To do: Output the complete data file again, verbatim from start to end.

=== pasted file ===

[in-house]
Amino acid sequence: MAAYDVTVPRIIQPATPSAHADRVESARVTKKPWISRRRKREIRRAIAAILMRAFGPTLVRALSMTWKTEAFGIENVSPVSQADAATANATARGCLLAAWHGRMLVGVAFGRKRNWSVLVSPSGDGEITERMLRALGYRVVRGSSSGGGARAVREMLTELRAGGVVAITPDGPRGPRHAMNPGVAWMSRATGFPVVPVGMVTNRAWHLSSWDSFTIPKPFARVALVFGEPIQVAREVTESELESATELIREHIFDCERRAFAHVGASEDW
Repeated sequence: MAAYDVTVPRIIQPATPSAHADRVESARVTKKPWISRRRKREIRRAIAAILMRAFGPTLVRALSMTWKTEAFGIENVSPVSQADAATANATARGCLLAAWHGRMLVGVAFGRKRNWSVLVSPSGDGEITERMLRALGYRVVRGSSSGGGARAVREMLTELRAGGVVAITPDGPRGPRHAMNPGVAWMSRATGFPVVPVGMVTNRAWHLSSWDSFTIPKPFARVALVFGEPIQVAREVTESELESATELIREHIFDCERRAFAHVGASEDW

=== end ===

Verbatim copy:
[in-house]
Amino acid sequence: MAAYDVTVPRIIQPATPSAHADRVESARVTKKPWISRRRKREIRRAIAAILMRAFGPTLVRALSMTWKTEAFGIENVSPVSQADAATANATARGCLLAAWHGRMLVGVAFGRKRNWSVLVSPSGDGEITERMLRALGYRVVRGSSSGGGARAVREMLTELRAGGVVAITPDGPRGPRHAMNPGVAWMSRATGFPVVPVGMVTNRAWHLSSWDSFTIPKPFARVALVFGEPIQVAREVTESELESATELIREHIFDCERRAFAHVGASEDW
Repeated sequence: MAAYDVTVPRIIQPATPSAHADRVESARVTKKPWISRRRKREIRRAIAAILMRAFGPTLVRALSMTWKTEAFGIENVSPVSQADAATANATARGCLLAAWHGRMLVGVAFGRKRNWSVLVSPSGDGEITERMLRALGYRVVRGSSSGGGARAVREMLTELRAGGVVAITPDGPRGPRHAMNPGVAWMSRATGFPVVPVGMVTNRAWHLSSWDSFTIPKPFARVALVFGEPIQVAREVTESELESATELIREHIFDCERRAFAHVGASEDW